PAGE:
11. Is pain assessment reflected in:
RN Admission/Hx:
Yes
No
RN Notes-Last 24 Hrs Yes No
RN Care Plan:
Yes
No
MD H&P Yes No
Last MD Progress Note: Yes No
Other: Yes No
PATIENT PAIN INTERVIEW
Your comfort is very important to us. We would appreciate your input on the following survey so that we might learn how to better relieve your pain. Your answers to this survey will remain confidential. Your participation is completely voluntary.
1. Your Age   2.       Male    Female
3. Your Diagnosis
4. When was your cancer first diagnosed?   Month    Year
5. When did your pain first begin?     Month    Year
6. Who writes the prescriptions for your pain medications? (List doctors' names)
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Please answer the following questions by circling the one number on each line that best describes your pain or other symptoms.
7. How much pain do you have right now?
0 1 2 3 4 5 6 7 8 9 10
No Pain                          Pain As Bad As You Can Imagine
8. Over the past 24 hours, what is the average amount of pain you have had?
0 1 2 3 4 5 6 7 8 9 10
No Pain                          Pain As Bad As You Can Imagine
9. What is the worst amount of pain you have had in the last week?
0 1 2 3 4 5 6 7 8 9 10
No Pain                          Pain As Bad As You Can Imagine
10. Do you have a problem with constipation?
0 1 2 3 4 5 6 7 8 9 10
No Pain                          Pain As Bad As You Can Imagine
11. Do you have nausea?
0 1 2 3 4 5 6 7 8 9 10
No Pain                          Pain as Bad as You Can Imagine
12. Do you have a problem with drowsiness or sleepiness from your medication?
0 1 2 3 4 5 6 7 8 9 10
Never                        All the Time
13. How satisfied are you overall with the current treatment you are receiving for your pain?
0 1 2 3 4 5 6 7 8 9 10
Not At All Satisfied                     Very Satisfied
14. What medicines are you taking for pain? Please list.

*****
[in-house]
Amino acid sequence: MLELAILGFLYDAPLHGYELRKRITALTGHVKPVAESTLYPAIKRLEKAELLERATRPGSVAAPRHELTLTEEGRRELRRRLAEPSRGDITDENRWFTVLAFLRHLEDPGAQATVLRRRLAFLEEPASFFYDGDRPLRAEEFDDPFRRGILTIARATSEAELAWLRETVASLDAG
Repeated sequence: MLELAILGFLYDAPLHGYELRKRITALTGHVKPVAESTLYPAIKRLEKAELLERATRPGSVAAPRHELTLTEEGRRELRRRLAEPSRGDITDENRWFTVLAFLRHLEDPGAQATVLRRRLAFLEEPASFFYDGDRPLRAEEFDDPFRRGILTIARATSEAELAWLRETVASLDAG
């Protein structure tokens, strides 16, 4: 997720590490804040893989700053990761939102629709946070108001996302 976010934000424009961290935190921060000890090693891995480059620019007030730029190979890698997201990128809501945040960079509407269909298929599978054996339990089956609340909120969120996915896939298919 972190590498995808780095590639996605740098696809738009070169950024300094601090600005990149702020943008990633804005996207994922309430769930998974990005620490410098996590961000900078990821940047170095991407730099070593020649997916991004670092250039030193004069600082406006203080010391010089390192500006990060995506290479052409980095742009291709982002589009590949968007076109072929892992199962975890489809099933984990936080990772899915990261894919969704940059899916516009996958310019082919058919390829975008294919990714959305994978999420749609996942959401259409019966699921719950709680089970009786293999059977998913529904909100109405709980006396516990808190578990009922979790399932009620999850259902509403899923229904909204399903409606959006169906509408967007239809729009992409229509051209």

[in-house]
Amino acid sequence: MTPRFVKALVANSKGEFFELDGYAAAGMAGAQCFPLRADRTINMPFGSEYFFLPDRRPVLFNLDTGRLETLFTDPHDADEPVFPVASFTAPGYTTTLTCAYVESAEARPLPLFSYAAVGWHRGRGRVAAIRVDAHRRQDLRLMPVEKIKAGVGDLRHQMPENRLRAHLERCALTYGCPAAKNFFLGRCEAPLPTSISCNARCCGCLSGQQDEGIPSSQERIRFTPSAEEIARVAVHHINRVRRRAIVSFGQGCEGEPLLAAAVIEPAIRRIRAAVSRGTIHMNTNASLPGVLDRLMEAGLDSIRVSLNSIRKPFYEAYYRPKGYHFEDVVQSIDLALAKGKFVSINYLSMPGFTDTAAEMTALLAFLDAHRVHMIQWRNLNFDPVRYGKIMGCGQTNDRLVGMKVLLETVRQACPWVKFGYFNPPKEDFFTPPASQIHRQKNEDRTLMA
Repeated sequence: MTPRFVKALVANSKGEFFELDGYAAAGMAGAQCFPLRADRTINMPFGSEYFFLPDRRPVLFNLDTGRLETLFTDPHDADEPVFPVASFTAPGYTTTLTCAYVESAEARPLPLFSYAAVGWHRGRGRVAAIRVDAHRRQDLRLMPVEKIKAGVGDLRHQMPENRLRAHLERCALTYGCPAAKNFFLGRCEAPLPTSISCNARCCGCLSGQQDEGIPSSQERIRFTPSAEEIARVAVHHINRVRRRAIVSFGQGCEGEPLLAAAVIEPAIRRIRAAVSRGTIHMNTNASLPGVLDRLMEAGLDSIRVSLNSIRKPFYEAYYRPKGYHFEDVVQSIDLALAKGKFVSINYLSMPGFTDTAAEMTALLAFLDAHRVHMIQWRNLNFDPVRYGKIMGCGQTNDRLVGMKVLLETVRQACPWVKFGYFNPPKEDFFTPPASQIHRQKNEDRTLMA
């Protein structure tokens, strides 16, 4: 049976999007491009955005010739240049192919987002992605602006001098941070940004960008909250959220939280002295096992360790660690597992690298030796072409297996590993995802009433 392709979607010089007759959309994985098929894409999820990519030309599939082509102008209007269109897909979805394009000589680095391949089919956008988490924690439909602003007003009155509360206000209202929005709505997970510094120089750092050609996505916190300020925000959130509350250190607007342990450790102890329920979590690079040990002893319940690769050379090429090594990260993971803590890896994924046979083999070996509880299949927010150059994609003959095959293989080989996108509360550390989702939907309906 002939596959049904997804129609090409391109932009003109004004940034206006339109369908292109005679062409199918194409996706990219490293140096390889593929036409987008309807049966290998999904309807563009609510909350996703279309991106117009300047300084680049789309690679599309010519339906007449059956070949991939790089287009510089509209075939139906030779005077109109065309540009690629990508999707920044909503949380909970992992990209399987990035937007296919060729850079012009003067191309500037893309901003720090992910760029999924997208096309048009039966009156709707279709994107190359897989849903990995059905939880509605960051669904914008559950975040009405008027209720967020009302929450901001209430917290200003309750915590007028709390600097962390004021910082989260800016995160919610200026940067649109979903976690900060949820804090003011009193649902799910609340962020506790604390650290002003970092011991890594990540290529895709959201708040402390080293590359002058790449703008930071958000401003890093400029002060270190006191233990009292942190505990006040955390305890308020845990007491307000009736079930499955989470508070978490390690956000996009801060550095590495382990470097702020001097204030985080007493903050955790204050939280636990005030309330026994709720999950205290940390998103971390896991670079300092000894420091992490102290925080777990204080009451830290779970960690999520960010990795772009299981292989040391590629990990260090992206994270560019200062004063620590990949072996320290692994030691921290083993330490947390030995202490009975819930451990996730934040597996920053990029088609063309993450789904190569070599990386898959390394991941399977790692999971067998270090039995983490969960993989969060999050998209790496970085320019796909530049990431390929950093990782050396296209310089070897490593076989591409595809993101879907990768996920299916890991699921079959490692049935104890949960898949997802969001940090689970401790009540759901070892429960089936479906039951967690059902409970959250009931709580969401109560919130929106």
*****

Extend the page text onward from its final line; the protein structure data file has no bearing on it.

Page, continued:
Name of Medicine
How Much Is Ordered
How Much Have You Taken In Last 24 Hours
15. Which of the following influence or interfere with your pain management? (Check all that apply.)
      Money to pay for pain medications.
      Communicating or explaining your pain to others.
      Coming in to pick up prescriptions.
      Being afraid of being addicted to pain medicines.
      Side effects of pain medicine.
      Concern that I should save some pain medicine in case my pain gets worse.
      Other (Describe)
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16. Are you seeing any specialists for help with your pain? (Check any that apply.)
    Anesthesia      Physical Therapy      Pain Team
    Neurology    Psychologist      Occupational Therapy
    Radiation    Other (Describe)
17. Are you using anything other than medicines for your pain?
    Cold    Massage
    Heat    Relaxation
    Imagery    TENS Unit
    Other (Describe)
Please write any other information you would like to share on the back of this survey. Thank you for your help.
Medical Record # Pt. Completed Area Interviewed

CITY OF HOPE NATIONAL MEDICAL CENTER

Chart Review
METHODS: Nursing staff to complete on day of discharge.
1. Patient setting:
2. Patient diagnosis
  • Primary surgical:
  • Primary medical:
  • Other medical:
3. Cause of pain:
4. Surgical procedures
Abdominal:
  •  Gastric, subtotal w/ bypass
  •  Gastric, total w/ bypass
  •  Gastric, other specify
  •  Colon, hemicolectomy w/ colostomy
  •  Colon, hemicolectomy w/ primary anastomosis
  •  Colon, other, specify
  •  Rectal, abdominal- perineal resection, w/ colostomy
  •  Rectal, abdominal- perineal w/low anastamosis
  •  Rectal, other, specify
  •  Pancreatic, whipple procedure
  •  Pancreatic, biopsy w/ bypass
  •  Pancreatic, other, specify
Breast
  •  Mastectomy
  •  Lumpectomy
  •  Axillary node dissection
Chart Review Medical Record #
Page 2 Pt. Completed Area Interviewed
Gynecologic:
  •  Ovarian, TAH/BSO
  •  Corpus uteri, TAH/BSO
  •  Cervix uteri, TAH/BSO
  •  Vulva, Radical vulvectomy
  •  Pelvic exenteration
  •  Other
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Disease Status :
  •  Active treatment
  •  Remission
  •  Palliative
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5. Date of surgery:
6. Date of first ambulation:
7. Complications:  Pneumonia
 Wound infection
8. Prior substance abuse history:  Alcohol                   (taken from H&P)  Narcotics
 Other
9. Is there evidence of use of objective ratings (i.e. visual analogues, rating scales, pain tools)?
 No  Yes Rater                                                    , rating
10. Are there documented descriptions of pain other than objective ratings for the previous 24-hour period?
 No  Yes Rater
Description
DOCUMENTATION:
11. Has a follow-up evaluation been charted for: Medications:  Yes  No
Other modalities:  Yes  No
Chart Review Medical Record #                                   
Page 3 Pt. Completed                Area                
Interviewed    
12. Is pain assessment reflected in:
RN Admission/HX:  Yes  No RN Notes-Last 24 hrs  Yes  No RN Care plan:  Yes  No MD H&P  Yes  No Last MD progress  Yes  No Other:  Yes  No
13. Perioperative pain medications:
Location
Date
Medication
Dose
Route
Taken
Schedule
Pre-Op
OR
Recovery
ICU
Ward
Discharge Meds
Home Phone Follow-Up